“A quiet gem of a first novel. The author’s lyrical prose and stark portrayal of grief and guilt…is conveyed so movingly this story is hard to put down. With language poetic in its cadence and capable of seamlessly transporting our minds and emotions to another place and time, this accomplished debut will be welcomed by readers of authors such as Willa Cather, Alice Munro, Amy Tan, or Lisa See.”―Library Journal
“Beneficence is amazing in its vision. Luminous. With wisdom and compassion, Meredith Hall writes about the capacity for atonement. Beneficence, then. Goodness. Generosity to see deeply, to live through fear and pain on your journey toward the awareness of splendor.”―Ursula Hegi
“These voices from the past speak so clearly to our time, at a moment when many of us wonder whether we’ll lose the things that we consider blessings….Beneficence is a quiet but steady book, one that echoes ancient and important rhythms.”―Washington Post
“Spare but decked with moments of crystalline beauty…. A family flounders in grief, but finds their way home through forgiveness and acceptance, in Beneficence, Meredith Hall’s gorgeous and moving new novel.”―Foreword, starred review
Readers of Kent Haruf would like this book.
“Boulley, herself an enrolled member of the Sault Ste. Marie Tribe of Chippewa Indians, writes from a place of love for her community and shares some key teachings from her culture, even mixing languages within the context of the story. She doesn’t shy away from or sugar-coat the very real circumstances that plague reservations across the country, and she tackles these through her biracial hero who gets involved in the criminal investigation into the corruption that led to this pain. An incredible thriller, not to be missed.” ―Booklist, Starred Review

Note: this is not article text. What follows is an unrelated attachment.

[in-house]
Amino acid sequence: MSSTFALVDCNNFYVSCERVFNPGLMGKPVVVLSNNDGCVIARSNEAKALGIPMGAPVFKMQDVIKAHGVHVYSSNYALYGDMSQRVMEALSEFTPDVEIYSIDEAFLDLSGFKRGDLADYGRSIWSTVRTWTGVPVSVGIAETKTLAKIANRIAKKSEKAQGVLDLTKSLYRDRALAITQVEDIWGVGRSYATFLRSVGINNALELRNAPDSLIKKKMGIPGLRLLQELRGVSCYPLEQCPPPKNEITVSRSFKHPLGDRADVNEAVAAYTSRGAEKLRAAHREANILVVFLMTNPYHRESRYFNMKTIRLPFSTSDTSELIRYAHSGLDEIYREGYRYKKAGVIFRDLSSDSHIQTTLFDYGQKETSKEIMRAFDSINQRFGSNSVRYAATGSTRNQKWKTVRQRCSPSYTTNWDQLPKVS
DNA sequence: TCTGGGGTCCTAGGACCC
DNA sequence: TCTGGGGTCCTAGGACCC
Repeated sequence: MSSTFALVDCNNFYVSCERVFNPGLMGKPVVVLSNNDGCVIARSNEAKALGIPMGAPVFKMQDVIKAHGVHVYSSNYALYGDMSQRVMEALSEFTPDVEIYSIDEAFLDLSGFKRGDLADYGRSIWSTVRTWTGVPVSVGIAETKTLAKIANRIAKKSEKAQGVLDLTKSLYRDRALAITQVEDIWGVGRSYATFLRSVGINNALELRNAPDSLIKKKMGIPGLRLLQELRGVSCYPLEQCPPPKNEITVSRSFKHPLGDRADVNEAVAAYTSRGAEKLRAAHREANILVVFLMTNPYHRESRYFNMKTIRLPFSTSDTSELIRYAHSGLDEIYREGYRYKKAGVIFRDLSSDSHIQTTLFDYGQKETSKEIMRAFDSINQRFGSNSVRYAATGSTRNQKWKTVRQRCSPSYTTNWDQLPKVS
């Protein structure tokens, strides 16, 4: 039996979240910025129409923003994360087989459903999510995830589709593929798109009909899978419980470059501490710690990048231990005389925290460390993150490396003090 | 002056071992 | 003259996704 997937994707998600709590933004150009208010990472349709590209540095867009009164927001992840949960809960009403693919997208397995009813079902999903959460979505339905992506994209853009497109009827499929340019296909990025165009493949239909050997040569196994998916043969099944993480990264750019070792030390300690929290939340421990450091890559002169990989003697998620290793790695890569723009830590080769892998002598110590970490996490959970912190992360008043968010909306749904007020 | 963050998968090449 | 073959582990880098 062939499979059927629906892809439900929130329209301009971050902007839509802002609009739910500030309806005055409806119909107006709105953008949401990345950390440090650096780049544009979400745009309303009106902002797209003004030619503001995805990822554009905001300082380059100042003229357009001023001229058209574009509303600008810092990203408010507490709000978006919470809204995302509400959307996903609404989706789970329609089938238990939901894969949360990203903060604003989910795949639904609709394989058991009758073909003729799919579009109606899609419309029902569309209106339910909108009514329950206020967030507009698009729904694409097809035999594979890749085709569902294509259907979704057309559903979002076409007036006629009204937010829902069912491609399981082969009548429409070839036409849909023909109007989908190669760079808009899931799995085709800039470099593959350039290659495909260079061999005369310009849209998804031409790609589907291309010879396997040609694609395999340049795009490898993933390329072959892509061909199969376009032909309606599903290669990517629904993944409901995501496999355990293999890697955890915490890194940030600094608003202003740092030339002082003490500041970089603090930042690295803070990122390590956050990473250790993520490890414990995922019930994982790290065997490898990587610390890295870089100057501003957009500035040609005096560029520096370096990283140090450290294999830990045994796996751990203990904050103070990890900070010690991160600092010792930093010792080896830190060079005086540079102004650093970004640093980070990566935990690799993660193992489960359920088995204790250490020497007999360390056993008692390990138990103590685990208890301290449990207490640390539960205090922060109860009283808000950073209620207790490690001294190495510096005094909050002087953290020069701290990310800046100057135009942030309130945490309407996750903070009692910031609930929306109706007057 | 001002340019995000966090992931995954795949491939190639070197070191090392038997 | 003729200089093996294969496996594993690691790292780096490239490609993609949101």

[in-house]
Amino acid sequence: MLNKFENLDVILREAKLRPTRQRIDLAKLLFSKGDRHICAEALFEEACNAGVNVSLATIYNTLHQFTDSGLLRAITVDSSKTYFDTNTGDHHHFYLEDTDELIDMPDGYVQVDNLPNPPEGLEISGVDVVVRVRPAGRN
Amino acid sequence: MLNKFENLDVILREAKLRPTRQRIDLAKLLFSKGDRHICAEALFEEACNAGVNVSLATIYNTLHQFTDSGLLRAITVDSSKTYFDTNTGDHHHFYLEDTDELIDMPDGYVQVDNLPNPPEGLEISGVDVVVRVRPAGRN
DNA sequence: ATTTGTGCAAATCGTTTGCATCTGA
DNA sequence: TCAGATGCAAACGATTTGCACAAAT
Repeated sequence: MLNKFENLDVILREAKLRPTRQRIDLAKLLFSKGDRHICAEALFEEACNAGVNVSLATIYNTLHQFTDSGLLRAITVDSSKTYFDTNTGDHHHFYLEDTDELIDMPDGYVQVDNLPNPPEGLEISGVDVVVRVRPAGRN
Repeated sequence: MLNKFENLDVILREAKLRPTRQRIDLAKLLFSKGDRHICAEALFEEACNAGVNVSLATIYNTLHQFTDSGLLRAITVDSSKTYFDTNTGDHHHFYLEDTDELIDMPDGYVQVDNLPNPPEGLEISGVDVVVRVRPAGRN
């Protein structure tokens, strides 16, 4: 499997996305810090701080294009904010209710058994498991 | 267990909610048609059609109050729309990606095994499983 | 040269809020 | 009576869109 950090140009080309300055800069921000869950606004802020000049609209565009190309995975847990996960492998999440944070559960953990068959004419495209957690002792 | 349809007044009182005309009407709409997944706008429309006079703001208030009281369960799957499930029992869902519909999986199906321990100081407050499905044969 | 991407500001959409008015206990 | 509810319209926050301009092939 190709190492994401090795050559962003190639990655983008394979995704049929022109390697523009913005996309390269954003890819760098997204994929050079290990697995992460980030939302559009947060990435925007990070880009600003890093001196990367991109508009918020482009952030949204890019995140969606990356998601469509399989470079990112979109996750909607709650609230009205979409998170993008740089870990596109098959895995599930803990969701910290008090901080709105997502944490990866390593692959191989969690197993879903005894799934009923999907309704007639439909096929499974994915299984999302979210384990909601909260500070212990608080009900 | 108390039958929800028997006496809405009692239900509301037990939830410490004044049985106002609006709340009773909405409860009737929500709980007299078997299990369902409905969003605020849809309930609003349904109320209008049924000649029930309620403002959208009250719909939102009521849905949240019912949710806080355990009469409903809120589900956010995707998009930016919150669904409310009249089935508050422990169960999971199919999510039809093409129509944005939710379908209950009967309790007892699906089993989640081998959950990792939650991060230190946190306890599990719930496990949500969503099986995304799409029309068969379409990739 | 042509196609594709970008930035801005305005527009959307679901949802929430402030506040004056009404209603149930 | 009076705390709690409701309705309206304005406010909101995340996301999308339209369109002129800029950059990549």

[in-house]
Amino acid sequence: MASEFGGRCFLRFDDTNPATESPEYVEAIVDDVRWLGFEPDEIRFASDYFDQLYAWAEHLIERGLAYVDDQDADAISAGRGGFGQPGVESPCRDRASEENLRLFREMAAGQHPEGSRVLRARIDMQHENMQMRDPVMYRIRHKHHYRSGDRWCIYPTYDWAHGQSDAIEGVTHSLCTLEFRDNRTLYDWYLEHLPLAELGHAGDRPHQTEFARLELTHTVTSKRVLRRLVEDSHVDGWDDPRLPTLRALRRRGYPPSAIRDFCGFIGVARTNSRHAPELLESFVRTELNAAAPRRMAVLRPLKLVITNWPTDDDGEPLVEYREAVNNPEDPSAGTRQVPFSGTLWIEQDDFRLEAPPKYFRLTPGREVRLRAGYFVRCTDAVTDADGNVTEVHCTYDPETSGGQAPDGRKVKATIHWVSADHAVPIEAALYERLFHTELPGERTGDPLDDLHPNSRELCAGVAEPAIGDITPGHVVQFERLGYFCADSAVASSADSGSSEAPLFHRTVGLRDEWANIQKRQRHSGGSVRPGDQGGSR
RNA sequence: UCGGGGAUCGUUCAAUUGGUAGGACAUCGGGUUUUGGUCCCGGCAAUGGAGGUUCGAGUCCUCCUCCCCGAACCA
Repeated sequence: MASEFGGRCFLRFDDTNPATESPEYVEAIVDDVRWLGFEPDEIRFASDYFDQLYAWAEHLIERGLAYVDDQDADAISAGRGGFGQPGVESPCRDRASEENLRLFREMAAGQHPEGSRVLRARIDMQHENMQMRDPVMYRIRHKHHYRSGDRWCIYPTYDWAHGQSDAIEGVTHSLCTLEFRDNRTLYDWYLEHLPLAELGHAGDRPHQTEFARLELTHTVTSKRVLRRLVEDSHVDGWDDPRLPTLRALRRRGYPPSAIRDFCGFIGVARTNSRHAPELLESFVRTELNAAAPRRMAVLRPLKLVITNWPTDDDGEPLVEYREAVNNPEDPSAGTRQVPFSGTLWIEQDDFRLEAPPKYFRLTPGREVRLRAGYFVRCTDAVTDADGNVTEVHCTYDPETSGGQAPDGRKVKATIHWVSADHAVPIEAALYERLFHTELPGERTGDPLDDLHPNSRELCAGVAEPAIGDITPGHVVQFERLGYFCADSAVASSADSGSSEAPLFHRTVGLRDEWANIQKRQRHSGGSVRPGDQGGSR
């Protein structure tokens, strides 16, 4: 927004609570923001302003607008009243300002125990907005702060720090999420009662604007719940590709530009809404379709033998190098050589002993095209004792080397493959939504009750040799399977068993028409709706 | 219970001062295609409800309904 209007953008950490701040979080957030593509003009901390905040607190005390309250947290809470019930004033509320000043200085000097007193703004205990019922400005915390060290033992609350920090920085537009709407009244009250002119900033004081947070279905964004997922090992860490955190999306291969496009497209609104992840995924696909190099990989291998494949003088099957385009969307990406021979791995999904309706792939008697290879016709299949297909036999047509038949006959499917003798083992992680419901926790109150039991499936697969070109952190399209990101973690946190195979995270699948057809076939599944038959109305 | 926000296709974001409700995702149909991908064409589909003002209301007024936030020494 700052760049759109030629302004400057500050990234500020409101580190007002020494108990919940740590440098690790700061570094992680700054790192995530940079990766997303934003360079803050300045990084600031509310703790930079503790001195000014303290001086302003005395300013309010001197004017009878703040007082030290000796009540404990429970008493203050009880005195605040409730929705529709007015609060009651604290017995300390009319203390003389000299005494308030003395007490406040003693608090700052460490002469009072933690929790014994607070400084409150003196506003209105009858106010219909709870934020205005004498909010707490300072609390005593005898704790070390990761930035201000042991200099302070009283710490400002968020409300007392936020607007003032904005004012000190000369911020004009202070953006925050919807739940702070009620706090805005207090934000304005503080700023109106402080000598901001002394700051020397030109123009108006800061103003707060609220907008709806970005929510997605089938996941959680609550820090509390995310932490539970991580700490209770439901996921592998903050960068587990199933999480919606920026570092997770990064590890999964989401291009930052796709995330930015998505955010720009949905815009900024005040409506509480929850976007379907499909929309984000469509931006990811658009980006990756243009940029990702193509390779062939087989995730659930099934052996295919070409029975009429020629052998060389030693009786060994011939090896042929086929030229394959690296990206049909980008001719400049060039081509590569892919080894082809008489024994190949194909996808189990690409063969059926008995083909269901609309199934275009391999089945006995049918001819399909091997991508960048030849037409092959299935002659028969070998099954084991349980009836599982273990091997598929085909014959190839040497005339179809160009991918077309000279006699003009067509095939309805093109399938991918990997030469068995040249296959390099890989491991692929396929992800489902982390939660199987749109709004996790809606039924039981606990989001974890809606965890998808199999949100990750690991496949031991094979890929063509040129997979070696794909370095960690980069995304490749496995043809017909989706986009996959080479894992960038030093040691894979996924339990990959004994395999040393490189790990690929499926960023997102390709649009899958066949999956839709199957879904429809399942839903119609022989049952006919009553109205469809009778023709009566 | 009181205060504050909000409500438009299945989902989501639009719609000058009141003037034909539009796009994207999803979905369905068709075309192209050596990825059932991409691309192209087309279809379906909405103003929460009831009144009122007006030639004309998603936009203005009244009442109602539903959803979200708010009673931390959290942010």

“A suspenseful tale filled with Ojibwe knowledge, hockey, and the politics of status.” ―Kirkus Reviews
“Though Firekeeper’s Daughter contains gripping action sequences and gasp-inducing twists, it’s Daunis’ mission of self-discovery, which begins as a low and steady growl and grows to a fierce, proud roar, that has the most impact… Though it both shocks and thrills, in the end, what leaves you breathless is Firekeeper’s Daughter’s blazing heart.” ―BookPage, Starred Review
“Immersive and enthralling, Firekeeper’s Daughter plunges the reader into a community and a landscape enriched by a profound spiritual tradition. Full of huge characters and spellbinding scenes, it gives a fascinating insight into life on and off the reservation, with Daunis as a tough and resourceful heroine through every vicissitude.” ―Financial Times
**While this book may be classified as Young Adult in some libraries, I surely enjoyed reading it as an adult.